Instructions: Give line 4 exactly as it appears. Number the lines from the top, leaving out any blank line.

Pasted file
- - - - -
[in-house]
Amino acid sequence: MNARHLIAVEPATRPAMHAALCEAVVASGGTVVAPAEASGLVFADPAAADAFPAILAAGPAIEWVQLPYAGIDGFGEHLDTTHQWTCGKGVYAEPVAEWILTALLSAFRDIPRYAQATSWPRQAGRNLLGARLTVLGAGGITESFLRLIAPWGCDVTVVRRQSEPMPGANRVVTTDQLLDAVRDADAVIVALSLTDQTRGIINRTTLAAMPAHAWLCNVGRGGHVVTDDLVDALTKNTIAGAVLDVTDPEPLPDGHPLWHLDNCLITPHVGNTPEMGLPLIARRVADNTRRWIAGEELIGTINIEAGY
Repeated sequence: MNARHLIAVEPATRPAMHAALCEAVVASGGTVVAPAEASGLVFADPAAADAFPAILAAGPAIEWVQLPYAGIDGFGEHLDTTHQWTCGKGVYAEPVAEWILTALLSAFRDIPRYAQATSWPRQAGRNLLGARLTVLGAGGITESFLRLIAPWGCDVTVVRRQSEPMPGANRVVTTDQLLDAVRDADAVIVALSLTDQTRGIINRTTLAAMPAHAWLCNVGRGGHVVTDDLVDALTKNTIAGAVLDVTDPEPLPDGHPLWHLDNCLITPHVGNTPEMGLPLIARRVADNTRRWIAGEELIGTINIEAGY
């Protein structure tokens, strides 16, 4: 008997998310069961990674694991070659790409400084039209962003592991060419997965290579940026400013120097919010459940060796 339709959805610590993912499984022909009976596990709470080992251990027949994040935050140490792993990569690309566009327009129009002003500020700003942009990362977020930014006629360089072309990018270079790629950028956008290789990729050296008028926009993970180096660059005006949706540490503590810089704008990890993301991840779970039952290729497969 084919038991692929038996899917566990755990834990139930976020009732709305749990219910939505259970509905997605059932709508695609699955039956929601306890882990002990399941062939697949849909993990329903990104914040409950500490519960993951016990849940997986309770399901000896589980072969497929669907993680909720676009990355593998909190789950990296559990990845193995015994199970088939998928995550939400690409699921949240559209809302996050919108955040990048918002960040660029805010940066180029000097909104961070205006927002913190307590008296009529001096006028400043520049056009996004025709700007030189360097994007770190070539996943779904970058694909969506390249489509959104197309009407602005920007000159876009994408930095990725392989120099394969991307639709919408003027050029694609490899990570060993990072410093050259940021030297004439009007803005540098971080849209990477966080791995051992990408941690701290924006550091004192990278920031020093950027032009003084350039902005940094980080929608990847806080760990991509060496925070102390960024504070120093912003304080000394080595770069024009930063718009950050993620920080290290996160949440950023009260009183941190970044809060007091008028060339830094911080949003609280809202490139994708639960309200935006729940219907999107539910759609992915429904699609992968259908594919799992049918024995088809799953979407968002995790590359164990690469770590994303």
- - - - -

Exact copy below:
């Protein structure tokens, strides 16, 4: 008997998310069961990674694991070659790409400084039209962003592991060419997965290579940026400013120097919010459940060796 339709959805610590993912499984022909009976596990709470080992251990027949994040935050140490792993990569690309566009327009129009002003500020700003942009990362977020930014006629360089072309990018270079790629950028956008290789990729050296008028926009993970180096660059005006949706540490503590810089704008990890993301991840779970039952290729497969 084919038991692929038996899917566990755990834990139930976020009732709305749990219910939505259970509905997605059932709508695609699955039956929601306890882990002990399941062939697949849909993990329903990104914040409950500490519960993951016990849940997986309770399901000896589980072969497929669907993680909720676009990355593998909190789950990296559990990845193995015994199970088939998928995550939400690409699921949240559209809302996050919108955040990048918002960040660029805010940066180029000097909104961070205006927002913190307590008296009529001096006028400043520049056009996004025709700007030189360097994007770190070539996943779904970058694909969506390249489509959104197309009407602005920007000159876009994408930095990725392989120099394969991307639709919408003027050029694609490899990570060993990072410093050259940021030297004439009007803005540098971080849209990477966080791995051992990408941690701290924006550091004192990278920031020093950027032009003084350039902005940094980080929608990847806080760990991509060496925070102390960024504070120093912003304080000394080595770069024009930063718009950050993620920080290290996160949440950023009260009183941190970044809060007091008028060339830094911080949003609280809202490139994708639960309200935006729940219907999107539910759609992915429904699609992968259908594919799992049918024995088809799953979407968002995790590359164990690469770590994303």